Pluma: PH Literary Sessions

I have just come back from an insanely refreshing event last weekend hosted by Yabang Pinoy and CBTL's Brew Your Best Year. To be honest, I've always been afraid to call myself an artist, because heck, I haven't been published as a writer or recognized as a spoken word poet. But I realize we all gotta start somewhere -- a daily journal, a blog, a short story, or that first open mic performance. I am nowhere near these great and established writers at the Pluma: PH Literary Sessions, but I have my own story to tell, and it's important because it's very human and because it's Filipino.

I could go on and on about practical writing tips, or travel blogs' social media strategy, or the step-by-step to getting published. But I'm just gonna share my top 3 life lessons from this event.

You have to have a purpose

Just like with anything we ought to do, writing has to have a purpose. We always have to come back to why we're writing our piece. What's our objective? Are we focused on delivering that message, or are we being true to what we started out to do? Or sometimes purpose asks, is it really worth it? Why do I have to struggle this much just to say this and that? The more we focus on our purpose, the clearer our stories become. And remember, all masterpieces have a purpose (Ephesians 2:10). *wink, wink*

No words or stories are ever wasted

All the authors kept repeating that phrase in a variety of ways. Nikki Alfar described it as her folder entitled, "Amazing shit that didn't make it", and Marla Miniano associated it with, "No love is ever wasted." As Elizabeth Gilbert would put it, all love eventually becomes help. Your stories are basically your heart being poured out into words. They are filled with so many lessons, so much meaning, and a whole lot of pain and joy. And it helps. It helps other people know that they are not alone. It helps you reaffirm who you are just by reading through the string of words that didn't make it. When you speak these words out loud, it doesn't come back to you empty. Yes, you probably won't hear about it the way you expected, but it echoes in the lives of people who have taken it and turned it into something that's their own. Eventually you'll be able to use that torn-out chapter in another story, or maybe use that idea to make something new and tremendously better.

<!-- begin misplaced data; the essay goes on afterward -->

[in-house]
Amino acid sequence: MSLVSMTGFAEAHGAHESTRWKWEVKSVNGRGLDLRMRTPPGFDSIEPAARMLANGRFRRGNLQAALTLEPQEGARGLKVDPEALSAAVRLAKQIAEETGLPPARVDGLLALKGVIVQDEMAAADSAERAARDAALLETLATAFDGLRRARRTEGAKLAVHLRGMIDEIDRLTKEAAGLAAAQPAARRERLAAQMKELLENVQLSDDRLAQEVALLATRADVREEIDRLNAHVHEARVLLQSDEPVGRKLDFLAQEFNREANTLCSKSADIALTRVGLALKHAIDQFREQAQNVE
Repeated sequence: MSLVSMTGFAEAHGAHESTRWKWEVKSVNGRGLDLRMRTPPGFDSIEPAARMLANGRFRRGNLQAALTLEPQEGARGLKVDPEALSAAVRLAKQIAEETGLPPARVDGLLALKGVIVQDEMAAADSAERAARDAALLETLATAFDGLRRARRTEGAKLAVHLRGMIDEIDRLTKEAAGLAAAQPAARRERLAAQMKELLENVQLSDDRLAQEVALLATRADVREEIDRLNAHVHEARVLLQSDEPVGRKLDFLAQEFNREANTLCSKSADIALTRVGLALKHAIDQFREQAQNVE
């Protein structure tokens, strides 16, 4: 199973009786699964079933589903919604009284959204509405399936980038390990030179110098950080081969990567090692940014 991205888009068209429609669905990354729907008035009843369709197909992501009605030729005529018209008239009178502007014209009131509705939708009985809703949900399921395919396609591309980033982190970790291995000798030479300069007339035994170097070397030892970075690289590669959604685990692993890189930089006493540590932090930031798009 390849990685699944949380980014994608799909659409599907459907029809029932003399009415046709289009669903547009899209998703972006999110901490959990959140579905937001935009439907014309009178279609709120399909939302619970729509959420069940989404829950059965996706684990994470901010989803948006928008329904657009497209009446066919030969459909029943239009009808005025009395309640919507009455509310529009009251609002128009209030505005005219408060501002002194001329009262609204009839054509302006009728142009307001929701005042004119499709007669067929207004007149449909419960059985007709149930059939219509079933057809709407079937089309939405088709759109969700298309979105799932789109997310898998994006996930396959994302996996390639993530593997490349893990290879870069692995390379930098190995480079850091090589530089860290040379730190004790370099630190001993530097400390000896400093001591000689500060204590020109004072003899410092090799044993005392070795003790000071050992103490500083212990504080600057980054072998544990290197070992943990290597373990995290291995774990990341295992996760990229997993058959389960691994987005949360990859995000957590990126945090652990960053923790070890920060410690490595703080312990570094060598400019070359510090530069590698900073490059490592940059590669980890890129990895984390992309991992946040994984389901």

Filipino pride, baby!

This weekend was a revelation to me, not just with Yabang Pinoy, but also with Coffee Bean & Tea Leaf's World Health Day celebration, where I met a lot of advocates for mental health care in the Philippines. I am honored to witness the grassroots efforts of passionate people to build the nation, and meet authors who have made literature so authentically Filipino. Right now, at this moment, we are given the exciting opportunity to build and grow and take ownership of our culture, literature, arts, and other facets of being Filipino. Movements are coming alive to make us see what we've been blind to all along -- that we have something deeply beautiful and authentic, and no one else can fight for it but Filipinos themselves. We've been living in the shadows of foreign goods for too long. It's time to recognize our own worth. It's time.

With that, I promise to fall in-love with the Philippines even more by watching one theater show a month and purchasing one book a week that is created by Filipinos. I'll do my part to build and love the land that has helped me become who I am as a writer, artist, and a human being.

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